Copenhaver, M. Sanborn, V., Shrestha, R., Mistler, C., Sullivan, M., & Gunstad, J.
Drug and Alcohol Dependence, July 2021. Abstract
Background: Cognitive dysfunction is common in persons seeking medication for opioid use disorder (MOUD) and may hinder many addiction-related services. Brief but accurate screening measures are needed to efficiently assess cognitive dysfunction in these resource-limited settings. The study aimed to develop a brief predictive risk score tailored for use among patients in drug treatment.
Methods: The present study examined predictors of mild cognitive impairment (MCI), objectively assessed via the NIH Toolbox, among 173 patients receiving methadone as MOUD at an urban New England drug treatment facility. Predictors of MCI were identified in one subsample using demographic characteristics, medical chart data, and selected items from the Brief Inventory of Neuro-Cognitive Impairment (BINI). Predictors were cross-validated in a second subsample using logistic regression. Receiver operating curve (ROC) analyses determined an optimal cut-off score for detecting MCI.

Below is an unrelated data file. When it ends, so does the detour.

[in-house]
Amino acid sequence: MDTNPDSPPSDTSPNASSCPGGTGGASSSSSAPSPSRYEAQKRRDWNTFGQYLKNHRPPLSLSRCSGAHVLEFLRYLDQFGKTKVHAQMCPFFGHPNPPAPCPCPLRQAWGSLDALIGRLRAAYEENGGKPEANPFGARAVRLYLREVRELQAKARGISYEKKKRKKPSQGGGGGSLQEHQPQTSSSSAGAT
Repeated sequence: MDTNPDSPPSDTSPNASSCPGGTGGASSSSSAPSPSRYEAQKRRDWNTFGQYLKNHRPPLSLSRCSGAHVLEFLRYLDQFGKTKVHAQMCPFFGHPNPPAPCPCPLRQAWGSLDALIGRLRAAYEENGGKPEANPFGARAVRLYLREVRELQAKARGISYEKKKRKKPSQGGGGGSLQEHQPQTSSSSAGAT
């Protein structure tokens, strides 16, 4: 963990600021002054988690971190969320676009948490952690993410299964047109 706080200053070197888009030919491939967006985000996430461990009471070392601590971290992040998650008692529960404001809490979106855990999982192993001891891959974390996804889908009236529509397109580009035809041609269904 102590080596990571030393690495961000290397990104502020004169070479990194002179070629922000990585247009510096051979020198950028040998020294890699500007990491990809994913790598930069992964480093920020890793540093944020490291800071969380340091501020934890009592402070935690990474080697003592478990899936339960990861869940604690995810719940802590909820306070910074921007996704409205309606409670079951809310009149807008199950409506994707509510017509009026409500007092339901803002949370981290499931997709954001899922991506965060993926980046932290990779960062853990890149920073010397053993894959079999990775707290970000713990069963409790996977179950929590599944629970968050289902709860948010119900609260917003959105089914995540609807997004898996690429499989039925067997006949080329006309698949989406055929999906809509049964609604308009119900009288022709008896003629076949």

Results: A cognitive dysfunction risk score (CDRS) was calculated from patient demographics (age 50+, non-White ethnicity, less than high school education), medical and substance use chart data (history of head injury, overdose, psychiatric diagnosis, past year polysubstance use), and selected self-report items (BINI). The CDRS discriminated acceptably well, with a ROC curve area of 70.6 %, and correctly identified 78 % of MCI cases (sensitivity = 87.5 %; specificity = 55.6 %).
Conclusions: The CDRS identified patients with cognitive challenges at a level likely to impede treatment engagement and/or key outcomes. The CDRS may assist in efficiently identifying patients with cognitive dysfunction while requiring minimal training and resources. Larger validation studies are needed in other clinical settings.